Ensure that any intended legislation and or policy measure respect the core elements of the rights analysed in this report9: that persons with disabilities retain their autonomy, choice and control over their place of residence and with whom they live; they receive appropriate and individualized support, including through personal assistance, and they have access to community-based services on an equal basis with others; they have access to security social schemes which ensure an income-protection, including in relation to the extra cost of disability, that is compatible with an adequate standard or living, and ensure their full inclusion and participation in society; and that they have access and are supported in gaining employment in the open labour market on an equal basis with others.
20. The UK is committed to implementing the rights set out in the UNCRPD. These rights are reflected in legislation and policy. In addition, as explained in our response to Recommendation 114b, the EA 2010 and Northern Ireland Disability Discrimination Act 1995 also protect people with all protected characteristics, including disability, and place a legal duty on public bodies to consider the impact of policies on people with protected characteristics.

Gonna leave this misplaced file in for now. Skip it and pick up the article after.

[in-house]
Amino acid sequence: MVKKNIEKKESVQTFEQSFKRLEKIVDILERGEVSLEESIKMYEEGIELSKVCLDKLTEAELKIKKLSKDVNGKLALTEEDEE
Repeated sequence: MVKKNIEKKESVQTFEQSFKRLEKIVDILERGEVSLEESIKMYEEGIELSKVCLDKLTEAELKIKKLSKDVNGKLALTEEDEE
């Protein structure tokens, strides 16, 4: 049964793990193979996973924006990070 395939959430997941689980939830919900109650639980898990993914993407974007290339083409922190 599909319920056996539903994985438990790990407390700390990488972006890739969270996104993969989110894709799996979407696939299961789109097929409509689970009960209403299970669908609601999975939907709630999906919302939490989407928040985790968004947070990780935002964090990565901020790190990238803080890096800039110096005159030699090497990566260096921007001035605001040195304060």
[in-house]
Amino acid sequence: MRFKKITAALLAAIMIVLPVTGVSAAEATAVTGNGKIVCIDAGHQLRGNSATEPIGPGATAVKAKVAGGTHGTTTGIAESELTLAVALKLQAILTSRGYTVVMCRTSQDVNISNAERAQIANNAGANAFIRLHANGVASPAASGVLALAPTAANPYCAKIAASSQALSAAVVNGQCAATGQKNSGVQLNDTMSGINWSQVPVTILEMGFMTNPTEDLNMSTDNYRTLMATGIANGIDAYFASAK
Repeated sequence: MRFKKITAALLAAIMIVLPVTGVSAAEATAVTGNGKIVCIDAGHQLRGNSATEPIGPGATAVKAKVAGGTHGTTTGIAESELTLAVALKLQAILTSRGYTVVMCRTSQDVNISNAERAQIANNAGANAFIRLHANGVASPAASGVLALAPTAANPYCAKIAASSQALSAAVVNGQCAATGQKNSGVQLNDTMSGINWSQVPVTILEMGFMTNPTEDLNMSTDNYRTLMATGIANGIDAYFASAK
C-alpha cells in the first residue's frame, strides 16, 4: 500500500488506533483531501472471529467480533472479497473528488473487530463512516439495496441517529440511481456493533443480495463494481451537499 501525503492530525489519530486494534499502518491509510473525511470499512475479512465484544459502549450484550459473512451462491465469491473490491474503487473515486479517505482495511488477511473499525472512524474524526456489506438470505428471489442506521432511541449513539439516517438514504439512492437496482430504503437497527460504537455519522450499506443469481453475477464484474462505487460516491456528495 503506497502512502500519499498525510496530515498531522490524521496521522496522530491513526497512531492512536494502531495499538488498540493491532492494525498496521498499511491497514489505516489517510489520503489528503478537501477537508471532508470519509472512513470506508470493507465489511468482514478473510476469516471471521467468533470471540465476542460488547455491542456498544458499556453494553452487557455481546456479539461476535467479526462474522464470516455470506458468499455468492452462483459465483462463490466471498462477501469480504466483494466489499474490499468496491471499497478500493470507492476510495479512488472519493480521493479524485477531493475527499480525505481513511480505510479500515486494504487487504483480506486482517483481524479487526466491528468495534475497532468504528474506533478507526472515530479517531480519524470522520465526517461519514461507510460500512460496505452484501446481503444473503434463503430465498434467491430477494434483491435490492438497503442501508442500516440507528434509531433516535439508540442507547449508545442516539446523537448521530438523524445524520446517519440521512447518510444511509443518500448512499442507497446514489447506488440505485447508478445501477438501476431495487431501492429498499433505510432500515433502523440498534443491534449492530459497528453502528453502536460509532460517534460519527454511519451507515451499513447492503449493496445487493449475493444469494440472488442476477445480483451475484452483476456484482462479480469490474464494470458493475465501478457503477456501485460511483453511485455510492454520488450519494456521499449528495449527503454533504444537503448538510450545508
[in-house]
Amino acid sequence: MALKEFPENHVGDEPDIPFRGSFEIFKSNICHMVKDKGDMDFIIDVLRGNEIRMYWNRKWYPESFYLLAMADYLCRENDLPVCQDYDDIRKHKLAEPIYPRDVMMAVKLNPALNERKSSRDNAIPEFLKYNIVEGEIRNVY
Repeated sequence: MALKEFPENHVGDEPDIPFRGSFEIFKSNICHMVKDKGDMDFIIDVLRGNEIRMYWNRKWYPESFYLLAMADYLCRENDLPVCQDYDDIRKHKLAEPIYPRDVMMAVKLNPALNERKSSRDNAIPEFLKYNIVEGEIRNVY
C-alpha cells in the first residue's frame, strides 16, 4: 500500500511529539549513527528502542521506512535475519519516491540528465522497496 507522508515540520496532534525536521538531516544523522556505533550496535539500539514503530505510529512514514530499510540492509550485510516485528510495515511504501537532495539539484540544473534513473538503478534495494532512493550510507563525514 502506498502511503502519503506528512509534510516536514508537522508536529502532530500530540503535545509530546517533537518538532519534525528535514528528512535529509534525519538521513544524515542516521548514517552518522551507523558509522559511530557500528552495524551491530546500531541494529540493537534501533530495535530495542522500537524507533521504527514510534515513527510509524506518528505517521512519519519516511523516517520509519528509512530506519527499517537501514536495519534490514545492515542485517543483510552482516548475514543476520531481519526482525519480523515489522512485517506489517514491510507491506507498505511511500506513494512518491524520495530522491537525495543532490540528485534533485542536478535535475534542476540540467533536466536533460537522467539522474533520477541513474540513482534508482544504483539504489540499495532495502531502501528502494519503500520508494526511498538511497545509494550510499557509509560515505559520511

21. The UK Government’s goal is to see one million more disabled people in employment between 2017 and 2027, as set out in ‘Improving Lives: The Future of Work, Health and Disability’10 (published December 2017). In the first two years since this aspiration was announced, the number of disabled people in employment has increased by 404,000, making the total number of disabled people in work 3.9 million. The Government is pleased with this progress but wants to do more to see further improvements.
22. The DWP run programmes to provide more personalised and tailored employment and health support to increase employment for disabled people including:
a) Personal Support Package for claimants on ESA and UC, introduced from April 2017, designed to expand and improve enhanced support offered to disabled people, to ensure they have the same opportunity as others to benefit from the positive effects of work.
b) The Work and Health programme, in England and Wales, offers voluntary access to employment support to around 220,000 disabled people.
c) Access to Work (AtW) provides advice and practical support to employees and their employers for overcoming disability-related workplace barriers. AtW does not replace an employer’s duty to offer reasonable adjustments - the scheme only funds support above and beyond reasonable adjustments. AtW customers can now receive an award of up to £59,20011 per annum to support them to enter or retain employment and also have access to a specialist Mental Health Support Service. In 2017/18, 34,000 people were supported by AtW, the highest number yet, and an increase of 13% on 2016/17. In 2017/18, AtW expenditure increased to £110.8 million, a 4% increase in real terms on 2016/17.